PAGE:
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A cold November rain has drawn in over Brussels during the

morning and is pattering onto streets and squares, thudding


onto car roofs, splashing and rippling as if pounding out
its command of the city. Bente Jensen has no umbrella but
doesn’t care about the wet. She walks resolutely past a couple
huddling together under an umbrella and an older man in a
sodden jacket who is trying – in vain – to shelter from the rain
by holding a newspaper over his head. She notes them and
everyone else around them with small, rapid eye movements,
glancing at reflections in windows to catch glimpses of what is
happening beyond her field of vision. She assesses everything
that passes her, looking for patterns and deviations, and she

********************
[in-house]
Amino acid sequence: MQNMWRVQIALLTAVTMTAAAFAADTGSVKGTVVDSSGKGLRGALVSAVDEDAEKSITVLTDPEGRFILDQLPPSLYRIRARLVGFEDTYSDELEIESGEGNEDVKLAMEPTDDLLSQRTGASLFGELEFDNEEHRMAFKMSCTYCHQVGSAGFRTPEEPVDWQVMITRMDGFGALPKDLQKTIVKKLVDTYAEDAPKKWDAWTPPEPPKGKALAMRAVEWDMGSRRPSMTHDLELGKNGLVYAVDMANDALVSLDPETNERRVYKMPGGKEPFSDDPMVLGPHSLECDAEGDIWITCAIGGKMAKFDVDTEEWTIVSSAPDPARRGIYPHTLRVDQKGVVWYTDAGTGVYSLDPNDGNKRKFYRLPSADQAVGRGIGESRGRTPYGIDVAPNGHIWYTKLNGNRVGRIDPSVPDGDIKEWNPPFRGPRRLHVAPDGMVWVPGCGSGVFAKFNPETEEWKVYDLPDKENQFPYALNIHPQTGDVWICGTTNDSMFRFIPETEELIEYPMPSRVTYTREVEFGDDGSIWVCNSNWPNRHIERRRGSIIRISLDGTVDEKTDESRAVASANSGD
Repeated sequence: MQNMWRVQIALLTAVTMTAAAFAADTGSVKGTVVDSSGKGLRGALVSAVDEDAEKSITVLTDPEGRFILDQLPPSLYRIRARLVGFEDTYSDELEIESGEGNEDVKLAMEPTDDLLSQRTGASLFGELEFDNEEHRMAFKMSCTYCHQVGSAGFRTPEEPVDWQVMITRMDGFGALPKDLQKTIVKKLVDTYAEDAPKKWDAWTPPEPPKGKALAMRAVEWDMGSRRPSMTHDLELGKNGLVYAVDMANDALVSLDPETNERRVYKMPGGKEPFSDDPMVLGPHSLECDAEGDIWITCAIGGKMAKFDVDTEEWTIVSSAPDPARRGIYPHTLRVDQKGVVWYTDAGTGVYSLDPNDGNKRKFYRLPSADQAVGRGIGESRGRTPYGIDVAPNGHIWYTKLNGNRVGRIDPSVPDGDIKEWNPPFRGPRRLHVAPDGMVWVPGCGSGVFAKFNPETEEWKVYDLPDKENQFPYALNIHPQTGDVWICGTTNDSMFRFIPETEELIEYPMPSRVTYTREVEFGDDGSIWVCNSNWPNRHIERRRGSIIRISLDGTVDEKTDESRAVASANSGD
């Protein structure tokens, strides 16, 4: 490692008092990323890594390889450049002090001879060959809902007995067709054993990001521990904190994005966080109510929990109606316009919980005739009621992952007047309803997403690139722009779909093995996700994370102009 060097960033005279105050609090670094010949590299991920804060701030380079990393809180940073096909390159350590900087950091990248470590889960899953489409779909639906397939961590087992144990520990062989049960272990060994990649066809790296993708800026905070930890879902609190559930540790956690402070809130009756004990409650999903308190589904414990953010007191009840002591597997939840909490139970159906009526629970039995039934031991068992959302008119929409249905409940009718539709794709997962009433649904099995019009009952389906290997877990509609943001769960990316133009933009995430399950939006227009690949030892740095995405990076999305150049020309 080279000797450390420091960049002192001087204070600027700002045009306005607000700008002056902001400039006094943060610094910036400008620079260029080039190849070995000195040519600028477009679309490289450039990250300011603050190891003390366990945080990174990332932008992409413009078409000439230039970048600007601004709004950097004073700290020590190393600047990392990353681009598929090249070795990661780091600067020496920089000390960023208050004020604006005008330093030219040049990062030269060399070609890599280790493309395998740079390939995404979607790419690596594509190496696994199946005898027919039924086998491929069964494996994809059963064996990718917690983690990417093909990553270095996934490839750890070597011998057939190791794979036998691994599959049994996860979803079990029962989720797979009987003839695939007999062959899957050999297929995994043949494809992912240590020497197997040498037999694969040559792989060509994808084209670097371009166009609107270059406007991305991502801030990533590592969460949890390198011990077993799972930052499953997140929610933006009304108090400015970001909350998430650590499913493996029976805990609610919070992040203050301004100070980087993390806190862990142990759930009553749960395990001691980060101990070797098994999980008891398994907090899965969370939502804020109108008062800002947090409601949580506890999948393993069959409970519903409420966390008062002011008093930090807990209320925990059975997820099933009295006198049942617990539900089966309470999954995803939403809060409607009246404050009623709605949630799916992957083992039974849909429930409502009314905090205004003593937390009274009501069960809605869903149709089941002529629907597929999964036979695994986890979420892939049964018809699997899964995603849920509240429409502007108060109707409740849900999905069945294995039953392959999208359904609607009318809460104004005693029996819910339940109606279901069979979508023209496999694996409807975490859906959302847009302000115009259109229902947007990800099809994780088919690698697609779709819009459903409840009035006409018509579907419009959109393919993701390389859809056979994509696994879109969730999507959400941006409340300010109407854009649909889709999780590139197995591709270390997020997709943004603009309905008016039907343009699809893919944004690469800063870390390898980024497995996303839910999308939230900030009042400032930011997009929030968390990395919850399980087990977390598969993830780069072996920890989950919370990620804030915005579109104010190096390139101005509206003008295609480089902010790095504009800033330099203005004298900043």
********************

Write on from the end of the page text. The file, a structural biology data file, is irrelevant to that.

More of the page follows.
trusts nothing.
Her brisk walk is the final stage in a long sequence of planned
movements that have been taking place on this rainy, grey
morning. The man she is meeting has contacted her over the
course of the last week in a series of brief, factual emails. He
calls himself ‘B54’. A strange cover name, she thinks, as she
weaves her way along the pavement. She and her technical
staff have tried to trace the emails, but all they have come up
with are impenetrably encrypted servers and digital dead ends.
The man clearly knows how to cover his tracks. He is familiar

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with specific details of British intelligence work that imbue him
with such a great degree of credibility that she has decided to
meet him.
There is the gallery, renowned for its photography exhibi­
tions. She can see the grey façade and the large windows facing
the street.